Three of Swords: Sorrow
Sorrow: Betrayal, Inner Turmoil, and Loneliness
The Three of Swords. Sorrow. Sadness. Secrecy. Heartbreak. Betrayal. Loneliness. Inner turmoil. Chaos. Disillusionment. Perversion. The Three of Swords corresponds to the Sefirot of Binah; stability, the birthing ground, and the plane. Binah is where the energy of the Suit begins to take form and gain potential. In most of the suits, this position is positive, but the Three of Swords has a distinctly negative connotation. In many ways, the Three of Swords is like Geburah (chaos of motion) come early. In the realm of the abstract, corruption and morally evil things come to the fore much more readily than in the realm of the physical: and so when the pure ideas of Swords finally reach the place where they can be born, they suffer negativity much more quickly. The abstract does not mix well with any notion of the material, and its potential, while great, is easily sullied by perversions of the mind.
And so, then, we have Sorrow. The abstract ideals of the mind, when realized, often fall far short of reality, and so then we give ourselves in to sorrow. Binah represents also duality, and when this duality is combined with the energy of Swords and its principles, is not what one expects; so the duality is betrayed, andheartbreak comes to the fore. This card is the sorrow that comes with the realization that the world is not perfect. Life is imperfect, and often brings despair. That is what this card stands for; the sadness that results from the realization that great principles cannot be applied effectively to the realities of the world, and so its potential is thwarted.
The duality betrayed leads not only to heartbreak, but to loneliness andsecrecy as well; in this way this card represents the feelings one has when one’s ideal notions of a relationship are shattered. There is a sense of betrayal that accompanies the Three of Swords as well; the world (or other person) has wronged you somehow, and not lived up to your expectations; the Peace has been shattered, and Sorrow has taken its place. No more is there the inner tranquility and calm of the Two of Swords; the inner spirit is now in turmoil, and the calm has become grief.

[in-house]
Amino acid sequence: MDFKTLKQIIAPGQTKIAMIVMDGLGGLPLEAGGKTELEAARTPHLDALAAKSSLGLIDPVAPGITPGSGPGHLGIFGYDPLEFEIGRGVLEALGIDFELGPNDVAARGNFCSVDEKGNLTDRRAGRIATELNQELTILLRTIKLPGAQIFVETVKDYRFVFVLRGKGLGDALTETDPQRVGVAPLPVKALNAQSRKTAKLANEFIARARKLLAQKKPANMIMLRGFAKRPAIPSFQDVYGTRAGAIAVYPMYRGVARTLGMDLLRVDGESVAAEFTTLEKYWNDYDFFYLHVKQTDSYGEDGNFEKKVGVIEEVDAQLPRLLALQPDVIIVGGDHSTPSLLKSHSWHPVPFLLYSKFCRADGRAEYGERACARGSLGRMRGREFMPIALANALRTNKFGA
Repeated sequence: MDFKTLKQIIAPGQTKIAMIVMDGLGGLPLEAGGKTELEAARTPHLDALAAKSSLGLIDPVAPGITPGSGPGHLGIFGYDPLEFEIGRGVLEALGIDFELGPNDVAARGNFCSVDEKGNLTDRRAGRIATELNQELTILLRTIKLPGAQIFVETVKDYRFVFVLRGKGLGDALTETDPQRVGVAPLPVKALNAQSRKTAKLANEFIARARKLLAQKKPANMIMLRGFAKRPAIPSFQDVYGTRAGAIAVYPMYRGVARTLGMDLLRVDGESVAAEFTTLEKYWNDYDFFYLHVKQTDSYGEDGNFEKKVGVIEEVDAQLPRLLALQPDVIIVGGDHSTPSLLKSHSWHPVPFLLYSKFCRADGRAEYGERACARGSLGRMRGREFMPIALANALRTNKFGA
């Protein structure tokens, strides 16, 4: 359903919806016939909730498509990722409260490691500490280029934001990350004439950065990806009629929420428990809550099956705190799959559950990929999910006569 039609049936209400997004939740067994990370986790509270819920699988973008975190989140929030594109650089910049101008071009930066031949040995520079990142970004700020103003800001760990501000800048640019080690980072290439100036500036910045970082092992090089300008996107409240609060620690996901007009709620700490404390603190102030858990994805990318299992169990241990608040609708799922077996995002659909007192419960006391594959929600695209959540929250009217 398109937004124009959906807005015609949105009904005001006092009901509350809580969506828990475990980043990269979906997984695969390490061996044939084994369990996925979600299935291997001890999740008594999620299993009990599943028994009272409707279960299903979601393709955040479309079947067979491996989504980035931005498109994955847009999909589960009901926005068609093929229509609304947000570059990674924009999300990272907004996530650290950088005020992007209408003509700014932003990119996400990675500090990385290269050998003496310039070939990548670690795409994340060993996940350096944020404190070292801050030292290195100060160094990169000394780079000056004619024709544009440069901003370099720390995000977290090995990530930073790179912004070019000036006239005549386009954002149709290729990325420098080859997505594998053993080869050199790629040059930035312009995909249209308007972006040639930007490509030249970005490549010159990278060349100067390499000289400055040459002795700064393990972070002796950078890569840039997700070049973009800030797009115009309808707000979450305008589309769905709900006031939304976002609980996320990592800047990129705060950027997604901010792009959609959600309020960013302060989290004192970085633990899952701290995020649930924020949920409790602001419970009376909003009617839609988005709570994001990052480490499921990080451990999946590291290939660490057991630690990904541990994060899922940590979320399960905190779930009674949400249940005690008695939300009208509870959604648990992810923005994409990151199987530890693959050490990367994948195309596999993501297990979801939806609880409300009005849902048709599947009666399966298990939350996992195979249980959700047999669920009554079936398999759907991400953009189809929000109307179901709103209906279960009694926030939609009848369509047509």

The Rider-Waite illustration shows a heart being pierced by three swords, while rain pours down from dark clouds. This artwork very clearly illustrates the idea of heartbreak and betrayal, as well as sadness and dreariness. The Thoth art shows three swords, not crossed to defend the peace as in the Two of Swords, but rather all points at the same target: a flower. The flower of peace is being threatened, and the geometrical designs of the Two of Swords are now less regular and more curved. Dark stormclouds loom in the background. The flower is wilting and losing its petals; it is dying slowly. This card strongly gives off the idea that the universe has betrayed the ideals of peace; the world is imperfect.
In a reading, this card asks you to examine the roles of loneliness, sorrow, heartbreak, and other dismal states of mind in your life. Does it seem like the world is out to get you? Do things never go right? Are you in anguish inside? How have secrets been affecting you? Reversed, it asks you to look for this card in ways you might not expect; it reinforces the idea of Inner turmoil, maybe hidden from the outside. Is someone’s sorrow contained within them? Is your own sorrow hidden from yourself?
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